Why forecasting is foolish…part 14098483*

A simple pleasure these days is watching US Financial TV channels as the markets implode. CNBC’s Maria Bartiromo is smarter and prettier than Fox’s Neil Cavuto, but both of them remind of us the kind of people who drove us up the wall in high school: not terribly smart, totally ignorant of the rest of the world, chirpy to the point of distraction and unrelentingly optimistic,although Maria is wavering lately. She may be a closet socialist.

Neil is doubly annoying in that he makes sporadic sense, although it’s probably due to the broken clock twice a day syndrome at his frenetic pace. But then he blows it big time, as he  caters to the Fox demographic, which isn’t aimed at people with money (they watch Bloomberg), but at bitter, disabled veteran types watching him in a bar at the VFW, which may be the only place they can afford.

Yesterday however he had a drop in guest by phone, probably from a yacht cruising offshore: Donald Trump. We mention this in the context of predictions: as we never make any, we can’t in good faith argue with those who make them. Unless of course that someone has as a tenuous grip on reality as the Donald.   

CAVUTO: Now what?

TRUMP: Well, I think there is always a silver lining, and the beautiful silver lining to this is that oil is going to drop down to nothing, it’s about time. And there is nothing OPEC can do about it. And they’re taking tremendous losses like everybody else. And I love the fact that it is almost a cleansing action.

It’s cleaning up — oil got up to a phony price of $150 a barrel, and I think oil could go down to $20 or $25 or lower depending on the severity of the so-called recession, meaning depression. I love the fact that oil dropped, I guess, over $10 a day, and it will continue to drop, and that is the beauty.

So there you have it: Donald Trump predicts oil at $20. Buy pig poo on the windscreen futures while you buy the future on that. 

Great invention we don’t really need, and one we do but don’t have.

What’s easier:

Tracking 60 million or so 50 gram or so, agglomerations of plastic and silicon that constantly move (mobile phones) or

21 million or so, 4 kilo or so, chunks of metal with arcane dials that sit under the stairs (your gas meter).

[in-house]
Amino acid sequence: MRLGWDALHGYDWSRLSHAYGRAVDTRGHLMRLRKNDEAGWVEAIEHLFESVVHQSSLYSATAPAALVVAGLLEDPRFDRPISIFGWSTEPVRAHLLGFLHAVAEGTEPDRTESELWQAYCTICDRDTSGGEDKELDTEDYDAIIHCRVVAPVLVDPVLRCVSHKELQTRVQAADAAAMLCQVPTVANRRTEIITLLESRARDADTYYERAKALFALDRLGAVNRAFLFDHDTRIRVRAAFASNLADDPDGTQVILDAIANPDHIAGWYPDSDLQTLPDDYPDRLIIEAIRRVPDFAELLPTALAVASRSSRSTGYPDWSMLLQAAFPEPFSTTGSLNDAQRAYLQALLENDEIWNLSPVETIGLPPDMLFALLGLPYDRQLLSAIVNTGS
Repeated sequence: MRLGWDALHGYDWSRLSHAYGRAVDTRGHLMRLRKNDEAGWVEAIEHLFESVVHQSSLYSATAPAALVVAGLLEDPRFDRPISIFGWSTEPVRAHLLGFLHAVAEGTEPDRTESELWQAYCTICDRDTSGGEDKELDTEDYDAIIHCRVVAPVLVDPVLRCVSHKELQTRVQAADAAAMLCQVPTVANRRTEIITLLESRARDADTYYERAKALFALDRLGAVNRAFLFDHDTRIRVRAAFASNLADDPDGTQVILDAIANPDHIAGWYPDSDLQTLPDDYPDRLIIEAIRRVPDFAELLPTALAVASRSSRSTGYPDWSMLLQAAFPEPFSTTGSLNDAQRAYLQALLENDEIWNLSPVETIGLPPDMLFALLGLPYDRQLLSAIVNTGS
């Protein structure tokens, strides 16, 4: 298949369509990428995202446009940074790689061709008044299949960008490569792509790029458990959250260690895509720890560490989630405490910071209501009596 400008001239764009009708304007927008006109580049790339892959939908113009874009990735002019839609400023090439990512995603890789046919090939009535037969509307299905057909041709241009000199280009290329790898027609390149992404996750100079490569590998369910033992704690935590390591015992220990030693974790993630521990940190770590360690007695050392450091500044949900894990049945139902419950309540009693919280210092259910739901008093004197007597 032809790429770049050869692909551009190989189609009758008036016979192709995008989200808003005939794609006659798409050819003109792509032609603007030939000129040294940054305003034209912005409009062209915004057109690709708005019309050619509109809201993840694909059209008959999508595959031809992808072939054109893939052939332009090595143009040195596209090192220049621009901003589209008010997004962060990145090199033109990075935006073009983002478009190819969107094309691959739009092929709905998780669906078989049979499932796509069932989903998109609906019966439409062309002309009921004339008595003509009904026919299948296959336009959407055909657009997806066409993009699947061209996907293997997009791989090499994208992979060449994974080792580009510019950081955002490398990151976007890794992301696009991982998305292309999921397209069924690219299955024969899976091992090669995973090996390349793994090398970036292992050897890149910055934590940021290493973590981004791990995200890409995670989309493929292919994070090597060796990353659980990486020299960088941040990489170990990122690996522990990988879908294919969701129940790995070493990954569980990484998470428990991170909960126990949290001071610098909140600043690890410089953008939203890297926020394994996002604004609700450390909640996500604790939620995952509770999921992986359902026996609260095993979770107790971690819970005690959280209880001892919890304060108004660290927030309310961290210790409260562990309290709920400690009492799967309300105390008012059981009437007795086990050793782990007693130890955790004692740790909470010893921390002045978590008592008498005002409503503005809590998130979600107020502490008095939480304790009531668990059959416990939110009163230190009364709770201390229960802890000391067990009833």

The phones have it.

Keeping track of your carbon footprint could become as simple as slipping a mobile phone in your pocket: a London-based start-up company has developed software for mobile phones that uses global positioning satellites to work out automatically whether you are walking, driving or flying and then calculate your impact on the environment

We don’t have a pressing need to know this, at least in comparison to something as pedestrian as wanting to know how much gas and electricity (and carbon!) we use and could potentially save.  A personal carbon calculator is a nice to have, but actual carbon use via a meter reading is a must have.  But the hardest is the easiest and the easiest is the hardest.  Go figure.

Why forecasting is foolish…part 14098482*

From Bloomberg Energy:

Deutsche Bank AG slashed its 2009 New York oil price forecast by 23 percent to $92.50 a barrel on concern the financial crisis may curb global economic growth and weaken demand for crude.

“Commodities will be unable to escape the contagion,”

Deutsche analysts Adam Sieminski in Washington and Michael Lewis in London said in a report today. “We expect demand destruction fears into early 2009 will bear down on many commodity prices.”

Just because we happen to share this view even if  we’ve been talking demand destruction in oil, gas and electricity since our first post,  doesn’t mean we don’t  go and check the Deutsche Bank track record, in this case from 18 months and a day ago, when oil was $61 and US gas was $7.:

 We expect oil and natural gas prices to settle lower over the next few years, but not back to the old USD21/bbl and USD3.50/mmBtu mean.

If anyone wants our expertise, we’re open to offers.  We don’t actually make predictions of course, but then again, we know enough both not to make them and not to charge for them.  If only we could get readers to pay us not to say something.

By the way if you don’t like DB’s oil forecast of <$65 from March 2007,  or  $92.50 today September 2008 how about this forecast from as recently as June 2008:

In June, Deutsche Bank chief energy economist Adam Sieminski predicted oil would reach $250 a barrel before the end of 2008.